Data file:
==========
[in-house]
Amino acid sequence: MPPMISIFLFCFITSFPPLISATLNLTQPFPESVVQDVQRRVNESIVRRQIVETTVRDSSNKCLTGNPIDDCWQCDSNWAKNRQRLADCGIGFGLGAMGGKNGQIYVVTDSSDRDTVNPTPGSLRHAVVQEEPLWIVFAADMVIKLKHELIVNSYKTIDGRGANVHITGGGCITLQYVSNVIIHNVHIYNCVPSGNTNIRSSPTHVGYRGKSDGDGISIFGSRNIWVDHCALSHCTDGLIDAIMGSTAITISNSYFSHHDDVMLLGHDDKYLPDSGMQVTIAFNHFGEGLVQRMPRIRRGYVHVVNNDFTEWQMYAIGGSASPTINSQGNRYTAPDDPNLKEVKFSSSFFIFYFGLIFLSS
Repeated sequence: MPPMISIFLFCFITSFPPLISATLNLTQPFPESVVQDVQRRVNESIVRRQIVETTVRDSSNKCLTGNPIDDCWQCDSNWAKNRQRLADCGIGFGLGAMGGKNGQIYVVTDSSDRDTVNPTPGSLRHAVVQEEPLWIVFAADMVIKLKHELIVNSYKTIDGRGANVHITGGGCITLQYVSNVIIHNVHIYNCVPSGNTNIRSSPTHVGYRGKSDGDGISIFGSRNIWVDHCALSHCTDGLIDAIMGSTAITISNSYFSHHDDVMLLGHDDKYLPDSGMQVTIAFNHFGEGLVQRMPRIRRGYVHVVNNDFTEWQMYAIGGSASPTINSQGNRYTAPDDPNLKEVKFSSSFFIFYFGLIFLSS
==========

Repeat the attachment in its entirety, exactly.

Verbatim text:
[in-house]
Amino acid sequence: MPPMISIFLFCFITSFPPLISATLNLTQPFPESVVQDVQRRVNESIVRRQIVETTVRDSSNKCLTGNPIDDCWQCDSNWAKNRQRLADCGIGFGLGAMGGKNGQIYVVTDSSDRDTVNPTPGSLRHAVVQEEPLWIVFAADMVIKLKHELIVNSYKTIDGRGANVHITGGGCITLQYVSNVIIHNVHIYNCVPSGNTNIRSSPTHVGYRGKSDGDGISIFGSRNIWVDHCALSHCTDGLIDAIMGSTAITISNSYFSHHDDVMLLGHDDKYLPDSGMQVTIAFNHFGEGLVQRMPRIRRGYVHVVNNDFTEWQMYAIGGSASPTINSQGNRYTAPDDPNLKEVKFSSSFFIFYFGLIFLSS
Repeated sequence: MPPMISIFLFCFITSFPPLISATLNLTQPFPESVVQDVQRRVNESIVRRQIVETTVRDSSNKCLTGNPIDDCWQCDSNWAKNRQRLADCGIGFGLGAMGGKNGQIYVVTDSSDRDTVNPTPGSLRHAVVQEEPLWIVFAADMVIKLKHELIVNSYKTIDGRGANVHITGGGCITLQYVSNVIIHNVHIYNCVPSGNTNIRSSPTHVGYRGKSDGDGISIFGSRNIWVDHCALSHCTDGLIDAIMGSTAITISNSYFSHHDDVMLLGHDDKYLPDSGMQVTIAFNHFGEGLVQRMPRIRRGYVHVVNNDFTEWQMYAIGGSASPTINSQGNRYTAPDDPNLKEVKFSSSFFIFYFGLIFLSS